Opponents of this legislation argue that it will also make it more difficult for local governments to combat predatory lending, excessive noise and invasive species or enforce nondiscrimination ordinances. 

An amendment of the bill to stop cities from enacting protections for tenants facing evictions was also approved.  The bill’s author, Sen. Creighton, added the amendment. He also has a real estate business. 

Months after the legislation was first introduced, local officials are still trying to understand its full effects. It’s possible that it will take several court battles from businesses contesting local ordinances to figure out just how broad the bill is.

“What’s vague about this bill is the numerous mentions within those codes where the state plays a regulatory role where I don’t know if we’re preempted or not,” said Kelly. “I mean it should be pretty clear and the legislature should not say, let’s just let the courts decide. That is putting taxpayer dollars and the financial situation of the city at risk for court decisions.” 

Several city officials fear they’ll be forced to defend local laws even though they are within the bounds of the state Constitution.

While the full impacts of the bill remain unclear, this bill represents a peak into the Texas GOP’s crusade against the state’s urban cities – often run by Democrats. The Legislature has passed several laws in the past aimed at restraining local governments – such as laws that force local governments to get voter approval before making a change to their police budget or collecting a certain amount in property taxes each year.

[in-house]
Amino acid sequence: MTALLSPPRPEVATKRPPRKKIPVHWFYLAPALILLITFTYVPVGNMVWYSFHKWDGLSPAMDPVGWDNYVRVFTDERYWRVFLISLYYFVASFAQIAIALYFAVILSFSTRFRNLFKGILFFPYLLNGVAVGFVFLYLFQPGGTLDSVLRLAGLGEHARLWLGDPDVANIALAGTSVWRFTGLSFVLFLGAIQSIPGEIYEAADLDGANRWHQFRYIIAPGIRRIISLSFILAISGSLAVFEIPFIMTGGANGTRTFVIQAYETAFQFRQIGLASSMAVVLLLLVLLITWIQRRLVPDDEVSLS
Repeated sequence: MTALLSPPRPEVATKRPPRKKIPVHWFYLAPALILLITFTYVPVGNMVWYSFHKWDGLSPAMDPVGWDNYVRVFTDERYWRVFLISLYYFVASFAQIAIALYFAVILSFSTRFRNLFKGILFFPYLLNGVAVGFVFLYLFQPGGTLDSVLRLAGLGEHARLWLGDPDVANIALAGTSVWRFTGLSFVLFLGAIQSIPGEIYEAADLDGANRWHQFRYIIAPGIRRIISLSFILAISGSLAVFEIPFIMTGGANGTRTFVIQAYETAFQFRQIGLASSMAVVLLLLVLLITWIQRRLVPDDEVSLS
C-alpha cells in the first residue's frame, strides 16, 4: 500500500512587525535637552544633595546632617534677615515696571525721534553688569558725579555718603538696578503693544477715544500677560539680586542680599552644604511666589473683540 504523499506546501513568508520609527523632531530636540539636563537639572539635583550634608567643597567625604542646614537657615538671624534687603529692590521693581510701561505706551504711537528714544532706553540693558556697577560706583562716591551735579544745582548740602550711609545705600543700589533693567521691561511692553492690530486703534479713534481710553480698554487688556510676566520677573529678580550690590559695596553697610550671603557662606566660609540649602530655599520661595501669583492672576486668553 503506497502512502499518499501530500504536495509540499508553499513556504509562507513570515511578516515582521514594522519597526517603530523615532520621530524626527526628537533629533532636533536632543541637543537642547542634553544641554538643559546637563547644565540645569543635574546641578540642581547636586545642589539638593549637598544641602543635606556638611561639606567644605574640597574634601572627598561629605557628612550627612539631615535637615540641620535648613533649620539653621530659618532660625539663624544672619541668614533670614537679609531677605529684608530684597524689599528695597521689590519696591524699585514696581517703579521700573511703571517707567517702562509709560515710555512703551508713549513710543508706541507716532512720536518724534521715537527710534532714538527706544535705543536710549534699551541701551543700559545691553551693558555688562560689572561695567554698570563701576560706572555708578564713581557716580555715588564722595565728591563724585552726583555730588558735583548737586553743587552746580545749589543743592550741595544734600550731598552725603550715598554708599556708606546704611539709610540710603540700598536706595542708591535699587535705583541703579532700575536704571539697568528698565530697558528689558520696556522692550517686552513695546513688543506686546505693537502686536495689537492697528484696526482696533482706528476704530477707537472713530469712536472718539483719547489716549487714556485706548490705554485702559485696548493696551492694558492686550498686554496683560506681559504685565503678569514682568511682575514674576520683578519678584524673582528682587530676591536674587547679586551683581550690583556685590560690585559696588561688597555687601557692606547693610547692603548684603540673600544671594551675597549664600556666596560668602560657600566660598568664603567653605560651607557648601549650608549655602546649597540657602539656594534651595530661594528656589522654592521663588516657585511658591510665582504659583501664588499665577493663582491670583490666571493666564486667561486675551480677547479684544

Nonetheless in other areas, GOP’s efforts to override cities have failed. A bill by Rep. Ellen Troxclair (R-Austin), to change how the city plans to pay for its voter-approved expansion of public transit, known as Project Connect, died after a procedural move from state Rep. John Bucy (D-Austin). 

In a small bipartisan effort, enough Republicans also sided with Democrats who represent the state’s urban areas to kill a GOP-backed bill to loosen local laws governing the construction of accessory dwelling units – also known as ADUs or “granny flats.” The idea was part of an effort to lower local barriers to housing production, as Texas faces a housing affordability crisis, affecting the state’s major cities. A majority of House Democrats argued that it was best to leave these decisions to local governments – frustrating the housing advocates. 

However, GOP lawmakers might not be done with their efforts to broadly preempt city ordinances. Responding to a tweet that speculated about the possibility of the lawmakers building upon HB 2127 in later meetings of the Legislature, Burrows said, “It’s never too early.”

Atirikta Kumar
Atirikta Kumar
Atirikta Kumar (@AtiriktaKumar) is pursuing a Bachelor’s degree in Journalism and Political Science at the University of Houston. Atirikta is passionate about writing about the criminal justice system and issues in order to inform the public about their communities and politics. She also writes for her college newspaper, The Cougar.